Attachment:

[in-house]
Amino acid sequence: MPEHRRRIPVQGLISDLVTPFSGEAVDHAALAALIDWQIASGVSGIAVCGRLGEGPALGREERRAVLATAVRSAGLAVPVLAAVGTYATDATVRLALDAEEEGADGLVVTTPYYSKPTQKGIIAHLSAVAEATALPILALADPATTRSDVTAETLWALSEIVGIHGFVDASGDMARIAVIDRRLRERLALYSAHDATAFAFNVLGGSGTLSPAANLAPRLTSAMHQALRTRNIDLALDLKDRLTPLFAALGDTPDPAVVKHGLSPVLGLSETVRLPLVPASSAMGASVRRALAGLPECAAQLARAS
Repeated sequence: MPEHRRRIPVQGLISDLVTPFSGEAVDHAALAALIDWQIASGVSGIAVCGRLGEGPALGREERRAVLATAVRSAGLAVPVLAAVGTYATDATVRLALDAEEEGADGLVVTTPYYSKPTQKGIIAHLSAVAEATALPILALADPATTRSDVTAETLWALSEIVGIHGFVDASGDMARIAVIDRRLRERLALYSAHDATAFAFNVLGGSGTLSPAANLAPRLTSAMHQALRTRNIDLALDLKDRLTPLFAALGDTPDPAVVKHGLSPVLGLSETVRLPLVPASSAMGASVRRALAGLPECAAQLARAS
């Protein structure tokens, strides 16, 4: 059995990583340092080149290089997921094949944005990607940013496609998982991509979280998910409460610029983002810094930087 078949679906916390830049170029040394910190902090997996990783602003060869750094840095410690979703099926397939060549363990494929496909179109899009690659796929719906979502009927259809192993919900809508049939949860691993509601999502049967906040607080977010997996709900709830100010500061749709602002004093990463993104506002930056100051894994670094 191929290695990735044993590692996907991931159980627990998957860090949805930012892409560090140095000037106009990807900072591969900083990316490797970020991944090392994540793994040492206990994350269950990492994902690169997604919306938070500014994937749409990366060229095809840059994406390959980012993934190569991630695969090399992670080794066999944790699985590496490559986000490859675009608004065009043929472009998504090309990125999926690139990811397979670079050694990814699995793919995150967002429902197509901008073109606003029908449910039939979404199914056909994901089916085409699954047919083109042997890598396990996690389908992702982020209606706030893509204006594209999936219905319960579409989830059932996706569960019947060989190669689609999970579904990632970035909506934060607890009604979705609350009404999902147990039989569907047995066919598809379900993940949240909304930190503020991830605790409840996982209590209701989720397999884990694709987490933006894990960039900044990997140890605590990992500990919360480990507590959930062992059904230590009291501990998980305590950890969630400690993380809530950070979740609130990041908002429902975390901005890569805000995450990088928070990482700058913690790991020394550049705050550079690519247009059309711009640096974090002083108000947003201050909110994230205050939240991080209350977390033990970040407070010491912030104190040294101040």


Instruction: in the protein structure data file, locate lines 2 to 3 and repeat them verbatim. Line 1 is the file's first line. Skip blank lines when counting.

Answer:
Amino acid sequence: MPEHRRRIPVQGLISDLVTPFSGEAVDHAALAALIDWQIASGVSGIAVCGRLGEGPALGREERRAVLATAVRSAGLAVPVLAAVGTYATDATVRLALDAEEEGADGLVVTTPYYSKPTQKGIIAHLSAVAEATALPILALADPATTRSDVTAETLWALSEIVGIHGFVDASGDMARIAVIDRRLRERLALYSAHDATAFAFNVLGGSGTLSPAANLAPRLTSAMHQALRTRNIDLALDLKDRLTPLFAALGDTPDPAVVKHGLSPVLGLSETVRLPLVPASSAMGASVRRALAGLPECAAQLARAS
Repeated sequence: MPEHRRRIPVQGLISDLVTPFSGEAVDHAALAALIDWQIASGVSGIAVCGRLGEGPALGREERRAVLATAVRSAGLAVPVLAAVGTYATDATVRLALDAEEEGADGLVVTTPYYSKPTQKGIIAHLSAVAEATALPILALADPATTRSDVTAETLWALSEIVGIHGFVDASGDMARIAVIDRRLRERLALYSAHDATAFAFNVLGGSGTLSPAANLAPRLTSAMHQALRTRNIDLALDLKDRLTPLFAALGDTPDPAVVKHGLSPVLGLSETVRLPLVPASSAMGASVRRALAGLPECAAQLARAS